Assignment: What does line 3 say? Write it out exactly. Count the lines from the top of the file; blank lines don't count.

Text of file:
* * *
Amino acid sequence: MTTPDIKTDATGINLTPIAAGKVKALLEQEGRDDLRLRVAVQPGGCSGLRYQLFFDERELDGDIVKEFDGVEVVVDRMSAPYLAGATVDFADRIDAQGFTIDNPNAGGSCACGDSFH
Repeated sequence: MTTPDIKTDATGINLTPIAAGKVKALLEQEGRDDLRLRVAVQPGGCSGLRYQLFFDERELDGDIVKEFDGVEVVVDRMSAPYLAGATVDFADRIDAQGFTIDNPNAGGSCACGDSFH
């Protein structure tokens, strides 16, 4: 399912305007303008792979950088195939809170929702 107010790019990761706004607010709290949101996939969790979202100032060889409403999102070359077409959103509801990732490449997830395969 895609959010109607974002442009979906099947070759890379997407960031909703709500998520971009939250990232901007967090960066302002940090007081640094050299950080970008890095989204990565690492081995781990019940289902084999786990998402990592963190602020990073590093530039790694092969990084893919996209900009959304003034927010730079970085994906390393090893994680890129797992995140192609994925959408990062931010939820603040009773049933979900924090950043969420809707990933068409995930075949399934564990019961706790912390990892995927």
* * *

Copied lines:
């Protein structure tokens, strides 16, 4: 399912305007303008792979950088195939809170929702 107010790019990761706004607010709290949101996939969790979202100032060889409403999102070359077409959103509801990732490449997830395969 895609959010109607974002442009979906099947070759890379997407960031909703709500998520971009939250990232901007967090960066302002940090007081640094050299950080970008890095989204990565690492081995781990019940289902084999786990998402990592963190602020990073590093530039790694092969990084893919996209900009959304003034927010730079970085994906390393090893994680890129797992995140192609994925959408990062931010939820603040009773049933979900924090950043969420809707990933068409995930075949399934564990019961706790912390990892995927």